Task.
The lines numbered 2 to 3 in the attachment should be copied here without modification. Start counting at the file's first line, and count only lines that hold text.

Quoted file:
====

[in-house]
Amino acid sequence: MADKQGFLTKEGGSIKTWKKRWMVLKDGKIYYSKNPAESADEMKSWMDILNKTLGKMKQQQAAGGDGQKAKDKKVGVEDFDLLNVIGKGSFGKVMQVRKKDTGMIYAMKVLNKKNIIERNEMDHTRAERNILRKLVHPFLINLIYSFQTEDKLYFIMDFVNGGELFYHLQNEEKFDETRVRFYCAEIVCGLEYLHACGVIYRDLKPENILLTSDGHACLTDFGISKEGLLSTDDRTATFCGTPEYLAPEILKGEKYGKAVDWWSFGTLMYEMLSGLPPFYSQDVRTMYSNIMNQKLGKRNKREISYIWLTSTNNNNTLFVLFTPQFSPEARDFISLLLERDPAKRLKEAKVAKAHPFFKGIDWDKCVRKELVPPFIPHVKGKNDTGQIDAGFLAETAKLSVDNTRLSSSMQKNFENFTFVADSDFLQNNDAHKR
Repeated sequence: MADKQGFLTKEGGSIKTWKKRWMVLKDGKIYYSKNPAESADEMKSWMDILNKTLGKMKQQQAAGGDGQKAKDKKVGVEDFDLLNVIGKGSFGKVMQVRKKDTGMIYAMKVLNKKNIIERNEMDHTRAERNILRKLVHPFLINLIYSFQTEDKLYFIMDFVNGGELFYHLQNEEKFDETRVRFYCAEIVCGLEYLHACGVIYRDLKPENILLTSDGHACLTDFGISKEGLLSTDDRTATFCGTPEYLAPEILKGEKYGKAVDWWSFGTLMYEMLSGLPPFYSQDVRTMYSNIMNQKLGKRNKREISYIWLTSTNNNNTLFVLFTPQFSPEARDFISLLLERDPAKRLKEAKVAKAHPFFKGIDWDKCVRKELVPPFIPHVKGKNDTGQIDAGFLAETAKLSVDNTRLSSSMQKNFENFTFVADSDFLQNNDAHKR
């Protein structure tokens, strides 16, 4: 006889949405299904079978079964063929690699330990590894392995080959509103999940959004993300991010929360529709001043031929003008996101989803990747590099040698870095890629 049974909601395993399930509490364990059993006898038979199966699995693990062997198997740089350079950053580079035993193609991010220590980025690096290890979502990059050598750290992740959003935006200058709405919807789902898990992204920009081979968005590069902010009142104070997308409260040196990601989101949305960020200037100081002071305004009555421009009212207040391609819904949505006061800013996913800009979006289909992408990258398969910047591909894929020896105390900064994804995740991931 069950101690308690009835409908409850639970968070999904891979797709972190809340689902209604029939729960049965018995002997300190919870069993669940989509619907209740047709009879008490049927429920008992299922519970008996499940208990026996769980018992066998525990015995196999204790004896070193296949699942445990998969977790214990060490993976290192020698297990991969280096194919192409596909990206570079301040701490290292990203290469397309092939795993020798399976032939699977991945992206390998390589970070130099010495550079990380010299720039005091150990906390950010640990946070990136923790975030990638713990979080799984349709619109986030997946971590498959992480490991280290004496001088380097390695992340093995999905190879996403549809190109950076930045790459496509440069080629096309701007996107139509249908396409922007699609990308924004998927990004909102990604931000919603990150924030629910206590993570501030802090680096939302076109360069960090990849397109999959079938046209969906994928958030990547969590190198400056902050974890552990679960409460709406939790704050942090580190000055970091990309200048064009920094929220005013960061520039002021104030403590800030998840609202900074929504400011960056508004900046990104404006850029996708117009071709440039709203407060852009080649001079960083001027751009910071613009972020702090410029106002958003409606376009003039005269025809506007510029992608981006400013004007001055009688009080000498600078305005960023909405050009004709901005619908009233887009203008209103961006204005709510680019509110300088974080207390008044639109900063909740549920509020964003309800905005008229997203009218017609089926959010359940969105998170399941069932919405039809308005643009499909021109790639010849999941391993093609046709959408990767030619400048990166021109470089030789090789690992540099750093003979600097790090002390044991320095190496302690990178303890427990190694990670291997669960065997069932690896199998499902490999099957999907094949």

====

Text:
Amino acid sequence: MADKQGFLTKEGGSIKTWKKRWMVLKDGKIYYSKNPAESADEMKSWMDILNKTLGKMKQQQAAGGDGQKAKDKKVGVEDFDLLNVIGKGSFGKVMQVRKKDTGMIYAMKVLNKKNIIERNEMDHTRAERNILRKLVHPFLINLIYSFQTEDKLYFIMDFVNGGELFYHLQNEEKFDETRVRFYCAEIVCGLEYLHACGVIYRDLKPENILLTSDGHACLTDFGISKEGLLSTDDRTATFCGTPEYLAPEILKGEKYGKAVDWWSFGTLMYEMLSGLPPFYSQDVRTMYSNIMNQKLGKRNKREISYIWLTSTNNNNTLFVLFTPQFSPEARDFISLLLERDPAKRLKEAKVAKAHPFFKGIDWDKCVRKELVPPFIPHVKGKNDTGQIDAGFLAETAKLSVDNTRLSSSMQKNFENFTFVADSDFLQNNDAHKR
Repeated sequence: MADKQGFLTKEGGSIKTWKKRWMVLKDGKIYYSKNPAESADEMKSWMDILNKTLGKMKQQQAAGGDGQKAKDKKVGVEDFDLLNVIGKGSFGKVMQVRKKDTGMIYAMKVLNKKNIIERNEMDHTRAERNILRKLVHPFLINLIYSFQTEDKLYFIMDFVNGGELFYHLQNEEKFDETRVRFYCAEIVCGLEYLHACGVIYRDLKPENILLTSDGHACLTDFGISKEGLLSTDDRTATFCGTPEYLAPEILKGEKYGKAVDWWSFGTLMYEMLSGLPPFYSQDVRTMYSNIMNQKLGKRNKREISYIWLTSTNNNNTLFVLFTPQFSPEARDFISLLLERDPAKRLKEAKVAKAHPFFKGIDWDKCVRKELVPPFIPHVKGKNDTGQIDAGFLAETAKLSVDNTRLSSSMQKNFENFTFVADSDFLQNNDAHKR